The 21st-century fall of Pompeii
It is time the politicians learned to respect the experts in which Italy abounds—giving them the authority and resources they need
By Andrew Wallace-Hadrill. Comment, Issue 219, December 2010
Published online: 13 December 2010
A building in Pompeii, little known and little visited, its function little understood, but known to some as the School of Gladiators, collapses to the ground one rainy night in early November. The shock waves move through the Italian to the international press, and the affair spirals up to the Italian parliament: a vote of confidence is demanded on the culture minister, Sandro Bondi. Many hasten to point the finger of blame. Is it Bondi’s fault, or is it that of the local superintendent (and if so which one, for three have followed in quick succession over the last year)? Or is it the fault of the special commissioners (and if so which) whom the Government appointed under emergency legislation some three years ago? Or is it rather the product of a general malaise, a systematic underinvestment in the site, a failure to prioritise the preservation of antiquities so exceptional that to lose them is an international scandal?
The exercise of finger pointing is singularly unhelpful, and let us at once exonerate ministers, superintendents, commissioners and all others involved. The problems go far deeper. Systematic excavation has been going on at Pompeii and its lesser known, but no less precious neighbour, Herculaneum, for over 260 years. From the first, the problem of preserving these remains has troubled the admiring visitors. The engineers working for the Bourbon kings in the 18th century preserved frescoes by hacking them from their walls and carrying them off to the royal palace-cum-museum at Portici. And yet those frescoes, many today stacked in a dusty attic in the Naples National Archaeological Museum, are frequently in a better state of preservation than those excavated two centuries later, and preserved by “reconstructing” the original houses around them.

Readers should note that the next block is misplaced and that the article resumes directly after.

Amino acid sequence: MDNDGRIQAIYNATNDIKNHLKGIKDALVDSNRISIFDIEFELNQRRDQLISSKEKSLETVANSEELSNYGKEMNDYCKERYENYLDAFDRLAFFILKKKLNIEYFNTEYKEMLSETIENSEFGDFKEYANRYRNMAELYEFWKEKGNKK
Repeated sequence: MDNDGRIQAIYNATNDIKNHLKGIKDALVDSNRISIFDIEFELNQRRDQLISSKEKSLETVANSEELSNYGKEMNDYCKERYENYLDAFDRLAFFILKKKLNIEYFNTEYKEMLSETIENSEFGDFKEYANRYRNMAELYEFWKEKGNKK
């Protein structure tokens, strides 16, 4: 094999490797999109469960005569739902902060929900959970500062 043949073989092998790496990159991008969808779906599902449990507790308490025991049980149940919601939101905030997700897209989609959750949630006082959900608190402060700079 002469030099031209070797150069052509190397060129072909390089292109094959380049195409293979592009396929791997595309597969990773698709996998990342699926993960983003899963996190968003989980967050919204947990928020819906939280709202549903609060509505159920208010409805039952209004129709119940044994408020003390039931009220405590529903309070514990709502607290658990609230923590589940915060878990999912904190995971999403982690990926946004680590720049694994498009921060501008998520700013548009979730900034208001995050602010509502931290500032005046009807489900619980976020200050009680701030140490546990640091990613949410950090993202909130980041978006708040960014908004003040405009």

The underlying problem of Pompeii is that there is too much of it, and it is far too precious to lose. Hundreds of houses have been excavated, with thousands of rooms decorated with frescoed walls and mosaic floors. To preserve one or two examples in perfect or near perfect condition may be feasible, but to preserve all of them even adequately requires a massive investment of resource, an appropriate management structure, and a well-supported skills base. It is a lot to ask: but this is what the site absolutely demands and requires, and somehow, between them, the Italian government and the international community must ensure that it happens.